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Thread: [SOLVED] Is my textbook wrong? Series convergence vs divergence.

  1. #1
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    [SOLVED] Is my textbook wrong? Series convergence vs divergence.

    The problem:

    Define $\displaystyle a_n=\frac{n+(-1)^n}{n(n+1)}$.

    Determine whether $\displaystyle \sum a_n$ converges or diverges.

    My solution:

    Define

    $\displaystyle b_n=\frac{1}{2n}$.

    We will use the comparison test to show that since $\displaystyle \sum b_n$ diverges, so too does $\displaystyle \sum a_n$ diverge.

    Observe that if $\displaystyle 3<n$, we may divide both sides by $\displaystyle 2$ to yield

    $\displaystyle \frac{3}{2}<\frac{n}{2}$.

    Adding $\displaystyle \frac{n}{2}-1$ to both sides gives us

    $\displaystyle \frac{n+1}{2}=\frac{3}{2}+\frac{n}{2}-1<\frac{n}{2}+\frac{n}{2}-1=n-1$.

    Dividing by $\displaystyle n(n+1)$, we have

    $\displaystyle \frac{1}{2n}<\frac{n-1}{n(n+1)}$.

    Since $\displaystyle b_n=\frac{1}{2n}$ and $\displaystyle a_n=\frac{n-1}{n(n+1)}$ when $\displaystyle n$ is odd, then we have

    $\displaystyle b_n<a_n$

    when $\displaystyle n$ is odd.

    Now observe that since $\displaystyle \frac{1}{2}<1$, then dividing by $\displaystyle n$ gives us

    $\displaystyle \frac{1}{2n}<\frac{1}{n}=\frac{n+1}{n(n+1)}$.

    Since $\displaystyle b_n=\frac{1}{2n}$ and $\displaystyle a_n=\frac{n+1}{n(n+1)}$ when $\displaystyle n$ is even, then we have

    $\displaystyle b_n<a_n$

    when $\displaystyle n$ is even.

    Thus, whether $\displaystyle n$ is odd or even, we have $\displaystyle 0<b_n<a_n$, with $\displaystyle \sum b_n$ divergent. By the comparison test, therefore $\displaystyle \sum a_n$ is likewise divergent.

    The textbook tells me I am wrong, and that this series is actually convergent.

    Any ideas what went wrong, here?

    Thanks!
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  2. #2
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    Quote Originally Posted by hatsoff View Post
    The problem:
    Define $\displaystyle a_n=\frac{n+(-1)^n}{n(n+1)}$.
    Notice that $\displaystyle a_n = \frac{n+(-1)^n}{n(n+1)} \geq \frac{n-1}{n(n+1)} \geq \frac{n - \tfrac{1}{2}n}{n(n+1)} = \frac{1}{2(n+1)} \geq \frac{1}{2(n+n)} = \frac{1}{4n}$ and $\displaystyle \sum_{n=1}^{\infty}\frac{1}{4n} = \text{me}$.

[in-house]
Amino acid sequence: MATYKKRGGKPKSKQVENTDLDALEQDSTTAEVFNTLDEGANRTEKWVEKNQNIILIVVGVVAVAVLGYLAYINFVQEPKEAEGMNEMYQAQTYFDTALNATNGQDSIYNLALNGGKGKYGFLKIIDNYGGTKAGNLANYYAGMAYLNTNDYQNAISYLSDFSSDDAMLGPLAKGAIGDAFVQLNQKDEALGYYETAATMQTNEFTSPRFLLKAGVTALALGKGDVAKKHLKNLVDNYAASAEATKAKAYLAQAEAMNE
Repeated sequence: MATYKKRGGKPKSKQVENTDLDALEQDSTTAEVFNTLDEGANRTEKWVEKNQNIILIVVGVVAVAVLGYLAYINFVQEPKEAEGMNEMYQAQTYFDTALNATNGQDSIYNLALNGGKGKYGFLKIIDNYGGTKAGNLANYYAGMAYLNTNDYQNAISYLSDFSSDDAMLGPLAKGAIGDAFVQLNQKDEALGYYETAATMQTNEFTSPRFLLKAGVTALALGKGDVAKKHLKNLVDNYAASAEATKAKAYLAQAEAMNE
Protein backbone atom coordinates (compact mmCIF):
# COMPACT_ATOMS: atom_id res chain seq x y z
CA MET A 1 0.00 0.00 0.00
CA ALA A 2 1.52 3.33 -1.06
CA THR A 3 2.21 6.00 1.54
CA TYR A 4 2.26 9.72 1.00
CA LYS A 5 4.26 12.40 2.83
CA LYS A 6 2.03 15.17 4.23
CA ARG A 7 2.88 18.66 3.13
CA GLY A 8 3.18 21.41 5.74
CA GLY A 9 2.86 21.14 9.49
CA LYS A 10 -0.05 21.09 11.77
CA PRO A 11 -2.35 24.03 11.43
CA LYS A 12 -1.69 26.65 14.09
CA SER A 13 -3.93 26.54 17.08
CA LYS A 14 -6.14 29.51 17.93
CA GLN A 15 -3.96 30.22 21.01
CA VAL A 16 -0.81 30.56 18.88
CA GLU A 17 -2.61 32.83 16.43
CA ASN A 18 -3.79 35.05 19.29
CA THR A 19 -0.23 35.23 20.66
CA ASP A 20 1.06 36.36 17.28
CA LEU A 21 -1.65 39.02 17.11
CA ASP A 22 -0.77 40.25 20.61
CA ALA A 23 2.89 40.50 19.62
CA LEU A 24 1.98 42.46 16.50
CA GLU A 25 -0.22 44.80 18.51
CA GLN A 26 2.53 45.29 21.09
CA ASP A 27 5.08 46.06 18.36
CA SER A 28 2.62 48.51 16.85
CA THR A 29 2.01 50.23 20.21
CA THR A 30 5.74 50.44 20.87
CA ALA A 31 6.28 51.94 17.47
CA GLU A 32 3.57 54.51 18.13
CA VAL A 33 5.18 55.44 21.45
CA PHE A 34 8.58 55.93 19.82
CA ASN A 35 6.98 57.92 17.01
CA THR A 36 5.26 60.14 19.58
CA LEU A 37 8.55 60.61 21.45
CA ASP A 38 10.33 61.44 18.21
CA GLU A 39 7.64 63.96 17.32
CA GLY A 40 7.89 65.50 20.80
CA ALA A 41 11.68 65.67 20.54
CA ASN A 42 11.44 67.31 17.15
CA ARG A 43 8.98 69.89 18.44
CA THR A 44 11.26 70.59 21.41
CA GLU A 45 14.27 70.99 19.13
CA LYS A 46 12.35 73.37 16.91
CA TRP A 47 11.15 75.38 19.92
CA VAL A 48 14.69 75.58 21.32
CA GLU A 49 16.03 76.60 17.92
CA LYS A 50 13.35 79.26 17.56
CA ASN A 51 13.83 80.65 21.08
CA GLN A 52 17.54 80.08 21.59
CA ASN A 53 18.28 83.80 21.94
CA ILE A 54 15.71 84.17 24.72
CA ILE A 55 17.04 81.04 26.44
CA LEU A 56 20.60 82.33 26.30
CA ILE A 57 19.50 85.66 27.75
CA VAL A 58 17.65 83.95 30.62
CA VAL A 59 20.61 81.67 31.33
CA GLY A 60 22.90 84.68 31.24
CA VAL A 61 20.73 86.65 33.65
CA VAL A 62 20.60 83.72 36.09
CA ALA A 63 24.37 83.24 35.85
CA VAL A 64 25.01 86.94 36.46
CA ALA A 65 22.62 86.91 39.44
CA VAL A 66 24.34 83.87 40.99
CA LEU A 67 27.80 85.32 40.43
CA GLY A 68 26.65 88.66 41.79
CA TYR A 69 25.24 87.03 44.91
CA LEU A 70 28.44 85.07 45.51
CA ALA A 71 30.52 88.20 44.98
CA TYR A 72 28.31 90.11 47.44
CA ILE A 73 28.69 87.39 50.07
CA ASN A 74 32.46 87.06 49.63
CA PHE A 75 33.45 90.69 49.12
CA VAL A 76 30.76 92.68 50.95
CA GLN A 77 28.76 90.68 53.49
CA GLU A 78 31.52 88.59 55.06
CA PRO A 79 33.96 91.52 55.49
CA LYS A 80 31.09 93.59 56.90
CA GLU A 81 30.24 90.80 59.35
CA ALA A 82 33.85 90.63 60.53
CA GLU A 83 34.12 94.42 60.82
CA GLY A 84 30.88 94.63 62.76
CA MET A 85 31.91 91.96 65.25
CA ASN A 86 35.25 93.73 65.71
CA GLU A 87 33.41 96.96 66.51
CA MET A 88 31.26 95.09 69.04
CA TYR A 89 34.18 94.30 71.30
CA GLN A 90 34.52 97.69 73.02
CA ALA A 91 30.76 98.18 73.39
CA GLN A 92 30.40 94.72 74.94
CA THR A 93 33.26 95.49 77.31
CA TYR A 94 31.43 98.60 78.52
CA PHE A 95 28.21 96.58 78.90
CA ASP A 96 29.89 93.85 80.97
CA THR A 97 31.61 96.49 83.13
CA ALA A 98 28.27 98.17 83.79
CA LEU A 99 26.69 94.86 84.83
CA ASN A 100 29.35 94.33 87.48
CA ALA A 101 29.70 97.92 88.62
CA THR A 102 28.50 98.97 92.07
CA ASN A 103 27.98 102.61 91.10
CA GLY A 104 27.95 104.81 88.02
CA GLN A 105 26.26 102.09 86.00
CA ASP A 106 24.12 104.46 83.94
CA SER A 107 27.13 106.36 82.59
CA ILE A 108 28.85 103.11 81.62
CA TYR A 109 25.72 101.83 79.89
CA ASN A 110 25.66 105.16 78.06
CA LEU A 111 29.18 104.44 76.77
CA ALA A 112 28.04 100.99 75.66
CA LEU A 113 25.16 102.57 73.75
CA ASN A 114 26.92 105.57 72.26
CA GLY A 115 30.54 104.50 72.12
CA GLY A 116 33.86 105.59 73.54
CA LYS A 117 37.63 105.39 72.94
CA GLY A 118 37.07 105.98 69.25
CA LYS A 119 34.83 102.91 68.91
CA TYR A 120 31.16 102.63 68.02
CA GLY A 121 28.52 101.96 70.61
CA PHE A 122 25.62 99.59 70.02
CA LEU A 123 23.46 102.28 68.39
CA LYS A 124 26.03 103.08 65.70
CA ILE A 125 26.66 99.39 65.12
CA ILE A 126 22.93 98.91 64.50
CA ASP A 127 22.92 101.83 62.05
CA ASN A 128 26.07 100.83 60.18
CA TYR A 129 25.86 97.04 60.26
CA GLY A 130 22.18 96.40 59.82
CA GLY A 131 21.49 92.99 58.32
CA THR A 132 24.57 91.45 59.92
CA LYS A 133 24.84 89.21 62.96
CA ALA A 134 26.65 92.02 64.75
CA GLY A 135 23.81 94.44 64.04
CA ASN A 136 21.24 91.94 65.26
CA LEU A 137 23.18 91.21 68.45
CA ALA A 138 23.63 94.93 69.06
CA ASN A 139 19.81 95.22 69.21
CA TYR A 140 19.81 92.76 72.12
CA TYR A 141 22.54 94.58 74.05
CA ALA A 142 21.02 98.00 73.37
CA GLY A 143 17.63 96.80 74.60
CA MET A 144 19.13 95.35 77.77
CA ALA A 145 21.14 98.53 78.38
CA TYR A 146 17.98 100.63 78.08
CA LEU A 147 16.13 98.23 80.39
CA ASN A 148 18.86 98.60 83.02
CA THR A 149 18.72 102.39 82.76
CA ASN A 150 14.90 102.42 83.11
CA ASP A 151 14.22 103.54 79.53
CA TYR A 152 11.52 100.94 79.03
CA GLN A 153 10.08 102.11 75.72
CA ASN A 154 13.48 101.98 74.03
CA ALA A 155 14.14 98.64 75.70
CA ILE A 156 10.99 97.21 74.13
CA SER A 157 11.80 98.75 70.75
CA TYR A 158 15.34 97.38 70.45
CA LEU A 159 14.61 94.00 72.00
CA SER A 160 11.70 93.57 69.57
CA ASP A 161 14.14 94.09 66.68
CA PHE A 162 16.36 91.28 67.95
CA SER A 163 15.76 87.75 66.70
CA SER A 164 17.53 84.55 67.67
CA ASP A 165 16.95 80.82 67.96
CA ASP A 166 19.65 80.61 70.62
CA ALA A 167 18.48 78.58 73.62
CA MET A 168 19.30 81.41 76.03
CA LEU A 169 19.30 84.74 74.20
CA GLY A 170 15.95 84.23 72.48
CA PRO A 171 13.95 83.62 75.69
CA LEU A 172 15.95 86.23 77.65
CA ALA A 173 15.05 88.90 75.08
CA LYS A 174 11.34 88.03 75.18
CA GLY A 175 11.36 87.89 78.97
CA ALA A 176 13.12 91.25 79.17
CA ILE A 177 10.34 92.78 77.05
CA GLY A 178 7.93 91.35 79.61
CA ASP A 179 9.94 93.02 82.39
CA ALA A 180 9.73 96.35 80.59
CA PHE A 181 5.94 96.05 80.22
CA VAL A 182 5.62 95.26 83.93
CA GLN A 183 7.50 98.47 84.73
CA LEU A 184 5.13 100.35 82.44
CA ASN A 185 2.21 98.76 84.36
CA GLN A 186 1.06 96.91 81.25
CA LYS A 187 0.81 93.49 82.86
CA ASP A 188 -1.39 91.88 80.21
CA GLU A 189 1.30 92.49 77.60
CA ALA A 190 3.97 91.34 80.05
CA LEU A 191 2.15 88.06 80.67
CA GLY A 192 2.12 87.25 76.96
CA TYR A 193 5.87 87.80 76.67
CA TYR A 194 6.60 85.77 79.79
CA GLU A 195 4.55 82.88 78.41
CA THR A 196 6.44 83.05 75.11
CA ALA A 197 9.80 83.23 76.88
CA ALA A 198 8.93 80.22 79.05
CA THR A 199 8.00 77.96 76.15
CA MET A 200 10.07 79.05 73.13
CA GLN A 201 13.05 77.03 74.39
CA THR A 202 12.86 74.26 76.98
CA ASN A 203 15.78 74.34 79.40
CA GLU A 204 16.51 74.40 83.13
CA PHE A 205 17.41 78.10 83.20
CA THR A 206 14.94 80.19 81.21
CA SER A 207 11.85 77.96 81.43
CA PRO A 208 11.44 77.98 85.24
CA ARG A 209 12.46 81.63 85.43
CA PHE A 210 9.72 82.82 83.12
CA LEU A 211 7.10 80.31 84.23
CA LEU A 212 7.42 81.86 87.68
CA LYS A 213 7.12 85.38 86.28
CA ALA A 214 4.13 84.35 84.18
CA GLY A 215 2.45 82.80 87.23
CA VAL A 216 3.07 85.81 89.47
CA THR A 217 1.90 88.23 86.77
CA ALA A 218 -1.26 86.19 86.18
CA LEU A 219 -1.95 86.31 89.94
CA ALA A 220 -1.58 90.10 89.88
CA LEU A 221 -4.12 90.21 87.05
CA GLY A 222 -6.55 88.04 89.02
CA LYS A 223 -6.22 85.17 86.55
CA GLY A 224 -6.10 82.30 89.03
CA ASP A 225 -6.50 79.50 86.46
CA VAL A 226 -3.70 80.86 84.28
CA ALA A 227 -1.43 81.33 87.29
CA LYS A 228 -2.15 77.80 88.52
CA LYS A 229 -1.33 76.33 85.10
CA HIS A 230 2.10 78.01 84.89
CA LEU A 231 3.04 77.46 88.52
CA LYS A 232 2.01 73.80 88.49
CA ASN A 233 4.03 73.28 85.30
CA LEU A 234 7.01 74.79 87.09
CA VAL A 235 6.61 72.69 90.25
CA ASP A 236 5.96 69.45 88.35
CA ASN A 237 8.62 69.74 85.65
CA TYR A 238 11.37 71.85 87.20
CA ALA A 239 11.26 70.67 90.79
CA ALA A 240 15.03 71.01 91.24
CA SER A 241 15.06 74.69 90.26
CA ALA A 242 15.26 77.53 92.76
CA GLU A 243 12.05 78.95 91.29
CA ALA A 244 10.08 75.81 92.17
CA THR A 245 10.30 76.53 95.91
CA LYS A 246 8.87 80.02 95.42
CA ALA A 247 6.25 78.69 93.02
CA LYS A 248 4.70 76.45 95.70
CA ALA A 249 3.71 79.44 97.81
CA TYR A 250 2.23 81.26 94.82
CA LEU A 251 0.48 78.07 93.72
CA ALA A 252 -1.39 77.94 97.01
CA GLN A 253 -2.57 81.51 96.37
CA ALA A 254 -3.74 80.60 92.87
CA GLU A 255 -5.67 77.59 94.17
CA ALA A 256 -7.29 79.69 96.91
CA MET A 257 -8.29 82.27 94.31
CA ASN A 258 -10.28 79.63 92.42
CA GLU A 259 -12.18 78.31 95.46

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  3. #3
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    Quote Originally Posted by ThePerfectHacker View Post
    Notice that $\displaystyle a_n = \frac{n+(-1)^n}{n(n+1)} \geq \frac{n-1}{n(n+1)} \geq \frac{n - \tfrac{1}{2}n}{n(n+1)} = \frac{1}{2(n+1)} \geq \frac{1}{2(n+n)} = \frac{1}{4n}$ and $\displaystyle \sum_{n=1}^{\infty}\frac{1}{4n} = \text{me}$.
    So then you agree that this sequence diverges, yes?

    Have I somehow misunderstood the comparison test? If $\displaystyle \sum b_n=\infty$ and $\displaystyle 0<b_n<a_n$ for large $\displaystyle n$, then $\displaystyle \sum a_n$ is divergent, right?
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  4. #4
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    Also note that $\displaystyle \sum \frac{n + (-1)^n}{n(n+1)} = \sum \frac{n}{n(n+1)} + \sum \frac{(-1)^n}{n(n+1)} $. The first sum diverges while the second one converges, so the original sum must diverge as well.
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  5. #5
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    Yes, I think that everyone would agree that $\displaystyle \sum a_n$ diverges. Your book is mistaken, or maybe you are looking at the wrong answer. Do they provide a "proof" for their claim?
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  6. #6
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    Quote Originally Posted by putnam120 View Post
    Yes, I think that everyone would agree that $\displaystyle \sum a_n$ diverges. Your book is mistaken, or maybe you are looking at the wrong answer. Do they provide a "proof" for their claim?
    Checked and double-checked. I'm definitely looking at the right answer.

    They do not provide any reasons, or a proof.
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